An explanation is required as to why renown toponymist Adrian Room was wrong in his work on the term "Falkland". Throwing around the term "folk etymology" without an explanation is akin to making baseless claims. Taylor and Markus seem credible enough to have their research included, but outright dismissing Room's work is a serious position that requires you to provide evidence. The burden of proof is on you. Also, please stop your combative attitude and keep matters academic; thanks!--MarshalN20 Talk 19:12, 20 August 2016 (UTC)
Marshal, thanks for the advice. You'd do well to follow it yourself, though you do not understand the purpose of WP:BRD or WP:BURDEN! No matter, after three reverts and multiple requests from myself here and on your talk page, you've finally supplied a reason for reverting, so I should at least be grateful for this. You have supplied a reason now, and the reason is that you think Adrian Room is an impeccable source. OK, please tell me what expertise he has on Fife place-names that exceeds Simon Taylor's; and please indicate why you think Room would reject Simon Taylor's work if he had been aware of it (Taylor's work here is later than Room's). Room's work is a tertiary source, Taylor's in an academic research source; Room is not an expert on Scottish, Celtic or Anglo-Saxon place-names, and Taylor is. Room's claim about Falkland does not derive from reliable work. If the suggestion is that Falkland comes from an Old English 'Folk Land', it would be interesting since the 12th century forms run clearly against that etymology, but it would be especially interesting since Old English wasn't spoken in Fife and English didn't establish itself in this region until after the first recorded forms of the name. I guess you would need to be an expert on Scottish place-names to know that. Good job I came along and supplied Taylor then, though given your behaviour so far, I'm not going to hold my breath waiting for a thank you. Deacon of Pndapetzim (Talk) 19:31, 20 August 2016 (UTC)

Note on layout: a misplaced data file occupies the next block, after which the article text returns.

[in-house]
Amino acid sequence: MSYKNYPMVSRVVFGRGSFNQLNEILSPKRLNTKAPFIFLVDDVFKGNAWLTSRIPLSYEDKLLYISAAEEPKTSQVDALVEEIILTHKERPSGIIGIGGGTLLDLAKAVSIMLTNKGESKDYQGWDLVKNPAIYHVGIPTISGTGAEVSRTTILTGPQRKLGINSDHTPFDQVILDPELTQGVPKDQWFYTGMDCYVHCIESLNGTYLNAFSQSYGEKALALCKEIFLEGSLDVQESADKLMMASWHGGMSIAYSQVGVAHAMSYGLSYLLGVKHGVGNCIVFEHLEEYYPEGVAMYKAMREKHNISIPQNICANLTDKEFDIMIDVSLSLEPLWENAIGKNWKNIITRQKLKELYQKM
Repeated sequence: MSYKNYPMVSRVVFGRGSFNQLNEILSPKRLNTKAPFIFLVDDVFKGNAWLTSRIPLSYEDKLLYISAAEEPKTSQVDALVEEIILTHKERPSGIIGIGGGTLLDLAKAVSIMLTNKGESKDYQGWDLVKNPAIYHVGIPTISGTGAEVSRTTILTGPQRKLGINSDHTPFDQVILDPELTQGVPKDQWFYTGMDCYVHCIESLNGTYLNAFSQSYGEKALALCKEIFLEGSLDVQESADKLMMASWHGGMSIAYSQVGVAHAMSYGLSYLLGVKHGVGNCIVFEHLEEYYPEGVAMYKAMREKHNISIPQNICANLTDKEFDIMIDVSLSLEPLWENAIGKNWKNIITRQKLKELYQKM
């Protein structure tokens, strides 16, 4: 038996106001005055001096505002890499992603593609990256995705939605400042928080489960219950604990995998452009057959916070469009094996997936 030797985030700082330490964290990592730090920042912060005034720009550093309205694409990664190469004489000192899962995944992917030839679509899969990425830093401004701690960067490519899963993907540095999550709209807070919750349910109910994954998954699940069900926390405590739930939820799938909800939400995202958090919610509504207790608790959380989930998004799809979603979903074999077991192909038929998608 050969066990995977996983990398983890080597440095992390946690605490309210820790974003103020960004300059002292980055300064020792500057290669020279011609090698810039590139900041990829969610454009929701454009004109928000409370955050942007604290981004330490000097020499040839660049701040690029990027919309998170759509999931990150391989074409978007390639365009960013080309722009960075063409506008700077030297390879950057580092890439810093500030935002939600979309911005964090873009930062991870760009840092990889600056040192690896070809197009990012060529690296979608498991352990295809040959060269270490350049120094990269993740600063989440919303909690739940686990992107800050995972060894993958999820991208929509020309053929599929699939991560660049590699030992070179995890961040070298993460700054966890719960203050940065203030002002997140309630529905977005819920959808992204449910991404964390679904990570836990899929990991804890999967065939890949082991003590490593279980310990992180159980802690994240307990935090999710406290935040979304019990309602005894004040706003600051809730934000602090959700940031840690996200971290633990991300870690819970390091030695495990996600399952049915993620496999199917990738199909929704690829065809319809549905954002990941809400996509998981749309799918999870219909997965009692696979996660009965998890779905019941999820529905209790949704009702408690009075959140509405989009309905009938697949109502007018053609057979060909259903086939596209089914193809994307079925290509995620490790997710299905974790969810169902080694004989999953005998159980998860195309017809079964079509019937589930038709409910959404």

I really don't care much for any of your interpretations. Your behavior and attitude provide reasonable concern for the veracity of the claims you are trying to include. To be clear, I do not dispute the findings by Taylor and Markus. However, to impose their research over other academic work requires far greater proof than the one you present here—I suppose you are acquainted with historiography, considering your claim to be a professional historian. Please provide the exact quote from Taylor and Markus' text that supports the claim that: based on historical context and on early forms, the later English / Scots folk etymologies "falcon land" and "folkland" are implausible. Thanks.--MarshalN20 Talk 19:47, 20 August 2016 (UTC)